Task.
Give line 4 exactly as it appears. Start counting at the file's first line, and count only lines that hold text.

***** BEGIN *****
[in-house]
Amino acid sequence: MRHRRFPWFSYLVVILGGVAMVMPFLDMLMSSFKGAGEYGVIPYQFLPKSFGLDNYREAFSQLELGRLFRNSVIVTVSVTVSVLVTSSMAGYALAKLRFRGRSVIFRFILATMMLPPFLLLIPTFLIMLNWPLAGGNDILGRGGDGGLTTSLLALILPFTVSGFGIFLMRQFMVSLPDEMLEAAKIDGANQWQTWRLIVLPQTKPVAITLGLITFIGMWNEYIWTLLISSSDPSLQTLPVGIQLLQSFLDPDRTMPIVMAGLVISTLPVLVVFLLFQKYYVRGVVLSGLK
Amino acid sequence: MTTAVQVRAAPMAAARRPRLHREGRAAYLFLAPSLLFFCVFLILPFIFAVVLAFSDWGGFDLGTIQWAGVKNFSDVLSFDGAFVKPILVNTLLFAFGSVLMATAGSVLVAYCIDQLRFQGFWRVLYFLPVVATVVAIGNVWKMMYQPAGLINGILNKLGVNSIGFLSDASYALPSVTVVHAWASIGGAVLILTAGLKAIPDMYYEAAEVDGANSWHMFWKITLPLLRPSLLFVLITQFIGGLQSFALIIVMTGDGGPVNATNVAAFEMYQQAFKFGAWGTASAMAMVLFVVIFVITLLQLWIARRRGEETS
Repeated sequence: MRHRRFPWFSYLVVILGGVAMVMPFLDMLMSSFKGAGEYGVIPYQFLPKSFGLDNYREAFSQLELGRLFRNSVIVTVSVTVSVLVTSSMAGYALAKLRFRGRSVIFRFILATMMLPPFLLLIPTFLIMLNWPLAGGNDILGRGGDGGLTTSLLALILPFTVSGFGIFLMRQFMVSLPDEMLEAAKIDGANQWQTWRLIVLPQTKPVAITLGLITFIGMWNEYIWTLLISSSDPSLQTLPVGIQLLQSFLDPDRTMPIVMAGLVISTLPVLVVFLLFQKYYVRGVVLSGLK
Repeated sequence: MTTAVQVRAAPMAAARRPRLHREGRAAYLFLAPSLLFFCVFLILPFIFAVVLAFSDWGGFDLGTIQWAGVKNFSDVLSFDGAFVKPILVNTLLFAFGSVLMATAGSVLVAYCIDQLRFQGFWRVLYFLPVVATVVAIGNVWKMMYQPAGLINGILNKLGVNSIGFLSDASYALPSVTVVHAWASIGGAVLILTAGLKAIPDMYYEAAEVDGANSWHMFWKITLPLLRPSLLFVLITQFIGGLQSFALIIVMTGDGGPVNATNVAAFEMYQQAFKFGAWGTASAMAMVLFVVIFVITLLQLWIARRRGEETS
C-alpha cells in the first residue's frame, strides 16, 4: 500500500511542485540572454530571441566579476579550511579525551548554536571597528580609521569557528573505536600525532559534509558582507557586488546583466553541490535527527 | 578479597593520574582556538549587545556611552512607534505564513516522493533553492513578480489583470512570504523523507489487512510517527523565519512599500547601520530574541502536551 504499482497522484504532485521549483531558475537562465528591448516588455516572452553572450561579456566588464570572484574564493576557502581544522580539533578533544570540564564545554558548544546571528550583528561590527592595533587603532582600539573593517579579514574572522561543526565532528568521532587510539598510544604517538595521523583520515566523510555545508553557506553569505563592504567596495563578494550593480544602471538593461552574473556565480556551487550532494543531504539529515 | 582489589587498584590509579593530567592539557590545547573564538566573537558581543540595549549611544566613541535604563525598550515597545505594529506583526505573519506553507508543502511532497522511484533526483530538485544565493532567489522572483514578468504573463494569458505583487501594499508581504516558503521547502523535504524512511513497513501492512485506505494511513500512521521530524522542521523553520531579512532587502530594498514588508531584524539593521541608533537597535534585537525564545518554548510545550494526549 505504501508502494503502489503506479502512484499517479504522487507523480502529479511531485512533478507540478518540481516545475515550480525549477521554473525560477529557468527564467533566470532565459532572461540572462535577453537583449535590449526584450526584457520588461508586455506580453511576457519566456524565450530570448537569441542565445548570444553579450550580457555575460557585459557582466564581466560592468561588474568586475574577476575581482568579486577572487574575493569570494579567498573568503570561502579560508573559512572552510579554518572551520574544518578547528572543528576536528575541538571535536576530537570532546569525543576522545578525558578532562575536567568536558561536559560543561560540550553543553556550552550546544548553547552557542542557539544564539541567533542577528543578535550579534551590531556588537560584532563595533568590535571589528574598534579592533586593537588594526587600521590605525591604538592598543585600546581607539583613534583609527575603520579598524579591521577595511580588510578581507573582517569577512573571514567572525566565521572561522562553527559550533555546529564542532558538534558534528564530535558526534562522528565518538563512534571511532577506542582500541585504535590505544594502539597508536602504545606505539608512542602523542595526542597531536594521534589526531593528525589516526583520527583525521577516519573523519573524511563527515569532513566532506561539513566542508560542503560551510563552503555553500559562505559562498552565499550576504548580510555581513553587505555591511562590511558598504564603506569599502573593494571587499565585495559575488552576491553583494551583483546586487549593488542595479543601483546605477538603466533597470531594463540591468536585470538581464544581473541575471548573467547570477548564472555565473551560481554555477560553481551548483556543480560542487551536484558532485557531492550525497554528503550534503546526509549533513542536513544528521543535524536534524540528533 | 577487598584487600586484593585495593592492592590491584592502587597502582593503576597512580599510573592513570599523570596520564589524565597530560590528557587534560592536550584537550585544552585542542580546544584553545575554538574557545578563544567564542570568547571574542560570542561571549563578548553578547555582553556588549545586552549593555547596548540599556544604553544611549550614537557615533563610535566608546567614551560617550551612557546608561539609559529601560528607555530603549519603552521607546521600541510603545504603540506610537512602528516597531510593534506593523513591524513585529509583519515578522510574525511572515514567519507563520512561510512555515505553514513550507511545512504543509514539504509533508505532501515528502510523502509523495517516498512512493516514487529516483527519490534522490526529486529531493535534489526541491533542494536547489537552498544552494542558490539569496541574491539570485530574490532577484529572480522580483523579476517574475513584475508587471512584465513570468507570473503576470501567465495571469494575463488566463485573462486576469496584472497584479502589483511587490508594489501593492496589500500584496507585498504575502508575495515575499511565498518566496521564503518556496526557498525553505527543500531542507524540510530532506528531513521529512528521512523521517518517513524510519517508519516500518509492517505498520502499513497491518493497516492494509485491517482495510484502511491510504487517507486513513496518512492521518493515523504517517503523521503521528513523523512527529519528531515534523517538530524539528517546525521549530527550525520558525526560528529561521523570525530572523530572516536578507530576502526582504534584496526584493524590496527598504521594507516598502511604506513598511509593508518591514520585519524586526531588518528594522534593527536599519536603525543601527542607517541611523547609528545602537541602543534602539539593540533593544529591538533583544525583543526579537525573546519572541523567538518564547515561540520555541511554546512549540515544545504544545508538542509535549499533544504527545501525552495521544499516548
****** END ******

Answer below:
Repeated sequence: MRHRRFPWFSYLVVILGGVAMVMPFLDMLMSSFKGAGEYGVIPYQFLPKSFGLDNYREAFSQLELGRLFRNSVIVTVSVTVSVLVTSSMAGYALAKLRFRGRSVIFRFILATMMLPPFLLLIPTFLIMLNWPLAGGNDILGRGGDGGLTTSLLALILPFTVSGFGIFLMRQFMVSLPDEMLEAAKIDGANQWQTWRLIVLPQTKPVAITLGLITFIGMWNEYIWTLLISSSDPSLQTLPVGIQLLQSFLDPDRTMPIVMAGLVISTLPVLVVFLLFQKYYVRGVVLSGLK